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Through the centuries, people from all walks of life have heard the siren call of a pilgrimage, the lure to journey away from the familiar in search of understanding. But is a pilgrimage even possible these days for city-dwellers enmeshed in the pressures of work and family life? Or is there a way to be a pilgrim without leaving one’s life behind? James Attlee answers these questions with Isolarion, a thoughtful, streetwise, and personal account of his pilgrimage to a place he thought he already knew—the Cowley Road in Oxford, right outside his door.
Isolarion takes its title from a type of fifteenth-century map that isolates an area in order to present it in detail, and that’s what Attlee, sharp-eyed and armed with tape recorder and notebook, provides for Cowley Road. The former site of a leper hospital, a workhouse, and a medieval well said to have miraculous healing powers, Cowley Road has little to do with the dreaming spires of the tourist’s or student’s Oxford. What Attlee presents instead is a thoroughly modern, impressively cosmopolitan, and utterly organic collection of shops, restaurants, pubs, and religious establishments teeming with life and reflecting the multicultural makeup of the surrounding neighborhood.
From a sojourn in a sensory-deprivation tank to a furtive visit to an unmarked pornography emporium, Attlee investigates every aspect of the Cowley Road’s appealingly eclectic culture, where halal shops jostle with craft jewelers and reggae clubs pulsate alongside quiet churchyards. But the very diversity that is, for Attlee, the essence of Cowley Road’s appeal is under attack from well-meaning city planners and predatory developers. His pilgrimage is thus invested with melancholy: will the messy glories of the Cowley Road be lost to creeping homogenization?
Drawing inspiration from sources ranging from Robert Burton’s The Anatomy of Melancholy to contemporary art, Attlee is a charming and companionable guide who revels in the extraordinary embedded in the everyday. Isolarion is at once a road movie, a quixotic stand against uniformity, and a rousing hymn in praise of the complex, invigorating nature of the twenty-first-century city.
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James Attlee works in art publishing in London and is the author of Isolarion and coauthor of Gordon Matta-Clark: The Space Between.Review:
“I have written much about the streets of Oxford myself, but seldom so perceptively or interestingly as Attlee. Anyone who can drag Lucretius, Susanna, Bathsheba, and St. Jerome into a Cowley Road porn shop deserves our attention and admiration.” (Colin Dexter, OBE)
“I have never read a better book about Oxford—its oddities and eccentricities. The peripatetic local form of James Attlee’s delightful book makes it a storehouse of information as well as a joy to read for its wit and humor.”(John Bayley)
"A gem. . . . James Attlee's scholarly, reflective and sympathetic journey up the Cowley Road is one of the best travel books that has been written about Britain's oldest university city. It is not—at least not directly—the Oxford of punts and gowns. His raw material is diversity: the Cowley Road as a corner of the outside world, where change and excitement are squeezed into the cramped hinterland of the scholarly theme park of the city centre. . . . .The result blends a vivid account of daily life, fluid and unsettling, in a modern British town with powerful allegorical reflections on the connections between past and present, time and space, and high culture and the hard scrabble world that sustains it. Oxford may be the city of lost causes, and this book is indeed ambitious; it could easily sound sententious or twee. But it works, gloriously."(Economist)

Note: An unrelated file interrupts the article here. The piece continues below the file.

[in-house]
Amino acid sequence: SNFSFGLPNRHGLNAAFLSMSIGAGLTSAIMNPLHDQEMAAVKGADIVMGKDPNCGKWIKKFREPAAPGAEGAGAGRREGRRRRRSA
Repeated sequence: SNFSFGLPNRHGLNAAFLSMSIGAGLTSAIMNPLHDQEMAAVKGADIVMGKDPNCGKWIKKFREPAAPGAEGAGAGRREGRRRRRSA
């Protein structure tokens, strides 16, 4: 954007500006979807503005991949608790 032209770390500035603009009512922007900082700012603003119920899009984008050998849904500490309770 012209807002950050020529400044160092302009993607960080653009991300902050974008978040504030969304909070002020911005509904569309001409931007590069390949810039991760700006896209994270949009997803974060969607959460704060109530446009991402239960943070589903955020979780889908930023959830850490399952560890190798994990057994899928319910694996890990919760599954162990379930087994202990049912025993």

"The fish-out-of water travelogue is a staple of the bookstore, but Attlee . . . has set himself a different task: to be the fish, and to give a detailed description of the properties of the water. . . . Attlee's reading is deep and wide and engagingly circuitous, and this book frequently provides the delights of discovery that make any adventure worth undertaking."(Rebecca Mead Bookforum)
“Attlee paints an iridescent picture of a new Oxford that no guide book has yet captured.”(Richard B. Woodward New York Times)
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Book Description 2008. PAP. Condition: New. New Book. Shipped from US within 10 to 14 business days. Established seller since 2000. Seller Inventory # TX-9780226030944
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Book Description The University of Chicago Press, United States, 2008. Paperback. Condition: New. Reprint. Language: English. Brand new Book. "Isolarion" takes its title from a type of fifteenth-century map that isolates an area in order to present it in detail, and that's just what James Attlee does here for Cowley Road in Oxford. The former site of a leper hospital, a workhouse, and a medieval well said to have miraculous healing powers, Cowley Road has little to do with the dreaming spires of the tourist's or student's om a sojourn in a sensory-deprivation tank to a furtive visit to an unmarked pornography emporium, the sharp-eyed Attlee investigates every aspect of the Cowley Road's appealingly eclectic culture, where halal shops jostle with craft jewelers and nightclubs pulsate alongside quiet churchyards.Drawing inspiration from sources ranging from Robert Burton's "The Anatomy of Melancholy" to contemporary art, Attlee is a charming and congenial guide who revels in the extraordinary embedded in the everyday. "Isolarion" is at once a road movie, a quixotic stand against uniformity, and a rousing hymn in praise of the complex, invigorating nature of the twenty-first-century city. Seller Inventory # BTE9780226030944
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